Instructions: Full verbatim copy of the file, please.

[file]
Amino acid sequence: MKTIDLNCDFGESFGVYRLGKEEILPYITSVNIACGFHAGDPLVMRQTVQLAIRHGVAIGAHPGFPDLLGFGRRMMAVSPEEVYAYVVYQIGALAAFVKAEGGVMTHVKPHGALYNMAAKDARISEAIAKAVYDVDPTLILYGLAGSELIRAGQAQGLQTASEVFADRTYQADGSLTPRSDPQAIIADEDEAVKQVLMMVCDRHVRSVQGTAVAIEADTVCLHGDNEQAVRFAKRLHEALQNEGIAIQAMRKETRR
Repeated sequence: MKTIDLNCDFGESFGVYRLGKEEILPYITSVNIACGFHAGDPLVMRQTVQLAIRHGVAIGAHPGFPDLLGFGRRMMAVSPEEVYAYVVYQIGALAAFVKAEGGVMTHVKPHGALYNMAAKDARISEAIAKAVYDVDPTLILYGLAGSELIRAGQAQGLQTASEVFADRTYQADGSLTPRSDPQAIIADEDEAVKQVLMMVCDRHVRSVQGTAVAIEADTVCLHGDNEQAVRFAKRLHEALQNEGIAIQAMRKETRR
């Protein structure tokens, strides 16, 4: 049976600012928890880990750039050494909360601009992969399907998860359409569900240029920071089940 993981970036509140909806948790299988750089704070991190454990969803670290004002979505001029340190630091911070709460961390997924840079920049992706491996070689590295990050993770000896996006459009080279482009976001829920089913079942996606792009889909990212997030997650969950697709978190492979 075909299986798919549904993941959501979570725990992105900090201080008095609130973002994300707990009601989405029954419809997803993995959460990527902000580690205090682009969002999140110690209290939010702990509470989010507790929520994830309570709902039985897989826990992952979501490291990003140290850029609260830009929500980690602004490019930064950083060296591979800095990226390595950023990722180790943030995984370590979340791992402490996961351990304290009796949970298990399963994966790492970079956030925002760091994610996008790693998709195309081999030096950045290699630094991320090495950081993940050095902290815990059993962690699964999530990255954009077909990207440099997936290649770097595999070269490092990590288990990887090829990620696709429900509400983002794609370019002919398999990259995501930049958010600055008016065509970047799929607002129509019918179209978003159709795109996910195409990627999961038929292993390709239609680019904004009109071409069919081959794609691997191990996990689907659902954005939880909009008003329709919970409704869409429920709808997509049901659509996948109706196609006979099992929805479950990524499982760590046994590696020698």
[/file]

Amino acid sequence: MKTIDLNCDFGESFGVYRLGKEEILPYITSVNIACGFHAGDPLVMRQTVQLAIRHGVAIGAHPGFPDLLGFGRRMMAVSPEEVYAYVVYQIGALAAFVKAEGGVMTHVKPHGALYNMAAKDARISEAIAKAVYDVDPTLILYGLAGSELIRAGQAQGLQTASEVFADRTYQADGSLTPRSDPQAIIADEDEAVKQVLMMVCDRHVRSVQGTAVAIEADTVCLHGDNEQAVRFAKRLHEALQNEGIAIQAMRKETRR
Repeated sequence: MKTIDLNCDFGESFGVYRLGKEEILPYITSVNIACGFHAGDPLVMRQTVQLAIRHGVAIGAHPGFPDLLGFGRRMMAVSPEEVYAYVVYQIGALAAFVKAEGGVMTHVKPHGALYNMAAKDARISEAIAKAVYDVDPTLILYGLAGSELIRAGQAQGLQTASEVFADRTYQADGSLTPRSDPQAIIADEDEAVKQVLMMVCDRHVRSVQGTAVAIEADTVCLHGDNEQAVRFAKRLHEALQNEGIAIQAMRKETRR
């Protein structure tokens, strides 16, 4: 049976600012928890880990750039050494909360601009992969399907998860359409569900240029920071089940 993981970036509140909806948790299988750089704070991190454990969803670290004002979505001029340190630091911070709460961390997924840079920049992706491996070689590295990050993770000896996006459009080279482009976001829920089913079942996606792009889909990212997030997650969950697709978190492979 075909299986798919549904993941959501979570725990992105900090201080008095609130973002994300707990009601989405029954419809997803993995959460990527902000580690205090682009969002999140110690209290939010702990509470989010507790929520994830309570709902039985897989826990992952979501490291990003140290850029609260830009929500980690602004490019930064950083060296591979800095990226390595950023990722180790943030995984370590979340791992402490996961351990304290009796949970298990399963994966790492970079956030925002760091994610996008790693998709195309081999030096950045290699630094991320090495950081993940050095902290815990059993962690699964999530990255954009077909990207440099997936290649770097595999070269490092990590288990990887090829990620696709429900509400983002794609370019002919398999990259995501930049958010600055008016065509970047799929607002129509019918179209978003159709795109996910195409990627999961038929292993390709239609680019904004009109071409069919081959794609691997191990996990689907659902954005939880909009008003329709919970409704869409429920709808997509049901659509996948109706196609006979099992929805479950990524499982760590046994590696020698």